See the Employer Toolkit page 8. Click here.


March 2019


Q.  What's the difference between E-Verify and Social Security's Number Verification Service - Business Services Online (BSO) verification process? I'm trying to prepare for the impending SSA No Match "Employer Correction Requests" that will be sent to employers by the Social Security Administration this spring. Can you supply more information on this topic?


A. E-Verify confirms the employment eligibility of newly hired employees administered by the Department of Homeland Security and USCIS. The Social Security Administration’s (SSA) program verifies that a name matches a social security number (SSN). A person in the United States may have a valid SSN but not be authorized to work in the United States. It can only be used to verify current or former employees and only for wage reporting (Form W-2) purposes.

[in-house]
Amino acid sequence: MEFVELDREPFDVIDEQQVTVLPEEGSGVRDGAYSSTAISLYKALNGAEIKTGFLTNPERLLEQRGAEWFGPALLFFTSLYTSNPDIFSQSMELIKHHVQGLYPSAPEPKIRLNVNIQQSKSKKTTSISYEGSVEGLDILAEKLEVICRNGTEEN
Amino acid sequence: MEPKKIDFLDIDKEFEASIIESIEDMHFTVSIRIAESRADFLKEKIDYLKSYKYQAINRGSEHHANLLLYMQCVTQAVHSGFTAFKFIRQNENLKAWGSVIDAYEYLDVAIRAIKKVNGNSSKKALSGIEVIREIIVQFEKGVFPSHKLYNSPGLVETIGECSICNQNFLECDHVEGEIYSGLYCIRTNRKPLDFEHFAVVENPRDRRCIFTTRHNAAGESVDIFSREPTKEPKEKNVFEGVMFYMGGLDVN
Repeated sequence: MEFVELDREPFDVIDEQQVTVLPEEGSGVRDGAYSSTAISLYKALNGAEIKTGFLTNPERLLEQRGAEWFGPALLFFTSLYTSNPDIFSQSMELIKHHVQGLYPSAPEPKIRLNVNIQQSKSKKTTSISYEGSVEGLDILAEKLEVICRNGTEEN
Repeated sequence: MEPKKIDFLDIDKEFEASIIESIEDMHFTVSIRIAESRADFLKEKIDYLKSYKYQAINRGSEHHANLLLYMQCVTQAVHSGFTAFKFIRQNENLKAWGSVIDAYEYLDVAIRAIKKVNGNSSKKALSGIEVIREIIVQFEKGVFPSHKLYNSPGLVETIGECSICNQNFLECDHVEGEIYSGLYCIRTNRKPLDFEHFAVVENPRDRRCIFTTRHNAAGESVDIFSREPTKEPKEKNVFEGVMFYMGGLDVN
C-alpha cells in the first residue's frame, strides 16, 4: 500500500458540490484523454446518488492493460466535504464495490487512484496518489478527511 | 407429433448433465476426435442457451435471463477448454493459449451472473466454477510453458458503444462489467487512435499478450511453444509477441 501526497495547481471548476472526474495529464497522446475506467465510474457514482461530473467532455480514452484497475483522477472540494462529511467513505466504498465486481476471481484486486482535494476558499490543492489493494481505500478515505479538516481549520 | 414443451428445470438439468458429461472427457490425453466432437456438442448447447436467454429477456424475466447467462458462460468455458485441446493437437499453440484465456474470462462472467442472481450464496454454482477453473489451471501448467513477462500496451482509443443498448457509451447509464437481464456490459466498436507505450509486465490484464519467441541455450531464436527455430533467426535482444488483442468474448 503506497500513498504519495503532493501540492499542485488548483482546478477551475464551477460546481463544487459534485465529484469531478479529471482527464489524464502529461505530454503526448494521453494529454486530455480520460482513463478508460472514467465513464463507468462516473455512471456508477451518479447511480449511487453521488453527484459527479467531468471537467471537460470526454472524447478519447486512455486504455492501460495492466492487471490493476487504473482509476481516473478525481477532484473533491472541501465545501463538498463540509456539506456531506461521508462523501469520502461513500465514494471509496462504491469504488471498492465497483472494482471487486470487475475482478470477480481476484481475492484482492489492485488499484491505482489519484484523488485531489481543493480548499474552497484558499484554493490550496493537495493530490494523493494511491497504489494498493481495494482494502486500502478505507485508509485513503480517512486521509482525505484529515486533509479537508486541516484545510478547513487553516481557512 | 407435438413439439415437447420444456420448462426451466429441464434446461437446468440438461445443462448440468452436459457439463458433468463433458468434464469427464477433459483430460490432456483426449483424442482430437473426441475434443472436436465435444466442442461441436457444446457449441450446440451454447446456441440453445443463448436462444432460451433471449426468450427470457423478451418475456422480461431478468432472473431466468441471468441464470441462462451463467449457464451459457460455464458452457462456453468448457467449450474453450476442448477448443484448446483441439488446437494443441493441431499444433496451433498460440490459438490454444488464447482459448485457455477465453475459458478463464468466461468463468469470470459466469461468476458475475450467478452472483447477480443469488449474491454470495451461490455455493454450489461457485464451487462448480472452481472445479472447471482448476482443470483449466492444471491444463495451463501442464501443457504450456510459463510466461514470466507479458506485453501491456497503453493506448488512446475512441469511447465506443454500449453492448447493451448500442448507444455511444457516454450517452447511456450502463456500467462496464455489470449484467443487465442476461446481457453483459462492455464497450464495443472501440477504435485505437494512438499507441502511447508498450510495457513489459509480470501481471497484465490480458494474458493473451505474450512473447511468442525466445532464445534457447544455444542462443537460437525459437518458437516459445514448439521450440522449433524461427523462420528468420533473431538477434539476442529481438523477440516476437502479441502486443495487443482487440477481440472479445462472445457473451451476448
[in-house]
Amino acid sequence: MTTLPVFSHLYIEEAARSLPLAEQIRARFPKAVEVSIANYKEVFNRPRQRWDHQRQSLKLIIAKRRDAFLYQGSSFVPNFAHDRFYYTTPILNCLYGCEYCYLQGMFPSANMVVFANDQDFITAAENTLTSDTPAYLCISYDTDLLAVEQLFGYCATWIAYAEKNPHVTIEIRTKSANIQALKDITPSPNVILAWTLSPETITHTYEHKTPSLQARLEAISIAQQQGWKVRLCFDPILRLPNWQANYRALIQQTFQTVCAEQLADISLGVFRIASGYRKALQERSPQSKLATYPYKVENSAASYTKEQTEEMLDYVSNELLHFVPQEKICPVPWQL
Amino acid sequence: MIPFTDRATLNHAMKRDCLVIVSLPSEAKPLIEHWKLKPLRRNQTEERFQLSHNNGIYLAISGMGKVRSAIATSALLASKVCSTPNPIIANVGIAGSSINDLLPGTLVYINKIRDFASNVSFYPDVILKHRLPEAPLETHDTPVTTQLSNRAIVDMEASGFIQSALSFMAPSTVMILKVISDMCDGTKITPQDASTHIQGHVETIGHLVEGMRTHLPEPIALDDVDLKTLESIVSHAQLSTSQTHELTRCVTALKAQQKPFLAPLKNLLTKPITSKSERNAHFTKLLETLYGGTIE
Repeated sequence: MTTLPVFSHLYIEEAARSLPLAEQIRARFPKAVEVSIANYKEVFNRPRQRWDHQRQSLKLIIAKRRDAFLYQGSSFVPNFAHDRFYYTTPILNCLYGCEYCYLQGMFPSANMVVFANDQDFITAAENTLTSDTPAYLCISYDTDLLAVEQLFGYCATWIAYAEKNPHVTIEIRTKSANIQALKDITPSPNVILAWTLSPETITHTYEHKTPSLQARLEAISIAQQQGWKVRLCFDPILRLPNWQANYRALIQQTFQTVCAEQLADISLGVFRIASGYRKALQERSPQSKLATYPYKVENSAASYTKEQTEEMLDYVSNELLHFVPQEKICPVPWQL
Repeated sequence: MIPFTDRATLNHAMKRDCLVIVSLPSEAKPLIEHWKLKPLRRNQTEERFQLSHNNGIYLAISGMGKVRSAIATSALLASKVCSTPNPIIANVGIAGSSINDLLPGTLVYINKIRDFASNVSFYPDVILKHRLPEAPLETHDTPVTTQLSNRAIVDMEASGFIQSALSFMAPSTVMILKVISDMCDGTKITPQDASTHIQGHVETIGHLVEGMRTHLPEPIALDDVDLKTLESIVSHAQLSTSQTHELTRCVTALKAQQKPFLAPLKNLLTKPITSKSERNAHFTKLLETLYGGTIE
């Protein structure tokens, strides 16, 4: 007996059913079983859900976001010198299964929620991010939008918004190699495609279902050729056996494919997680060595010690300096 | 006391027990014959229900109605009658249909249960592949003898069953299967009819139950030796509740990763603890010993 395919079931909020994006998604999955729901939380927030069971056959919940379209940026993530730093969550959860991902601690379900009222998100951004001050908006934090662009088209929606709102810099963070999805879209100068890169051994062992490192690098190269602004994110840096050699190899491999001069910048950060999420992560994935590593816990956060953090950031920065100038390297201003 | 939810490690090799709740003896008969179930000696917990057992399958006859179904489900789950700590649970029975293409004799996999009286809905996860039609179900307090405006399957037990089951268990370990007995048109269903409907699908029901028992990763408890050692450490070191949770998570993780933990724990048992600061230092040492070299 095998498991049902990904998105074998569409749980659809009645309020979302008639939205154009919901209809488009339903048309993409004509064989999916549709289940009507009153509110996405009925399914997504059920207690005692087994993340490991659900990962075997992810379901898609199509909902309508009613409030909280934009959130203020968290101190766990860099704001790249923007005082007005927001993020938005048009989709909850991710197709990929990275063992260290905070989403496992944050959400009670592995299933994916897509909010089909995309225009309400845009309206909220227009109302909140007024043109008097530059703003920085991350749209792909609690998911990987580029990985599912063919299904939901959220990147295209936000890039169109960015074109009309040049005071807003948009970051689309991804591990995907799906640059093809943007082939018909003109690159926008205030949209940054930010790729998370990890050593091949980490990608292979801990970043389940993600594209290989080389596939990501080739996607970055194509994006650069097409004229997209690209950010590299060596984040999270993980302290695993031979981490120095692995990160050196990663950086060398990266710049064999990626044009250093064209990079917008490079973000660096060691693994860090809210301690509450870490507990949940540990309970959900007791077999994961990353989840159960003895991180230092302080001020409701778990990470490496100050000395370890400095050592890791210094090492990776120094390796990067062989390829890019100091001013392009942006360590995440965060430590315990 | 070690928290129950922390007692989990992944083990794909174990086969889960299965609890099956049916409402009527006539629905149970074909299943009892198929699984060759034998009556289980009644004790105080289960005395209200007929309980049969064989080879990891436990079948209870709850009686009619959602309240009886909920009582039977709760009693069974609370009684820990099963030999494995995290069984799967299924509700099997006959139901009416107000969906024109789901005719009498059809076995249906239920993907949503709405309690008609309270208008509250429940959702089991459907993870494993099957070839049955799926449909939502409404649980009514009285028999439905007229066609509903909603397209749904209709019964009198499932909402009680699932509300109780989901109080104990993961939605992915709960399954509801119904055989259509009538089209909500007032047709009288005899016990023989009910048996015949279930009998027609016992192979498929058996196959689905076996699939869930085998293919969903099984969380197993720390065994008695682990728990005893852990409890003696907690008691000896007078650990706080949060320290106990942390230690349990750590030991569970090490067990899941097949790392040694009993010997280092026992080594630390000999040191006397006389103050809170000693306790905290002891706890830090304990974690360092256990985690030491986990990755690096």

Employers who do not respond to the SSA Employer Correction Requests may face fines by ICE, on a theory that it is not reasonable to ignore the information provided by the SSA. Please thoroughly review the Briefing Update SSA No-Match Letters click here. The briefing and other resources on this topic are posted on the Employer Resources page under the members only section under "SSA NO-MATCH" section. Click here to access. We will be conducting a webinar on this matter for members in the near future. Watch your inbox for details.


February 2019


Q. We have an employee who has recently "updated" their SSN and work authorization documents (now has a green card). They have changed their DOB and the first name on these documents as well. Do I need to correct, re-do the Form I-9 and/or W-2? 


A. Yes. Both. Following the instructions listed in section 5.3 of the Handbook for Employers M-274 for the Form I-9. See below. You should also complete a new W-4 and staple the old to the back as well.

Click here to access entire section.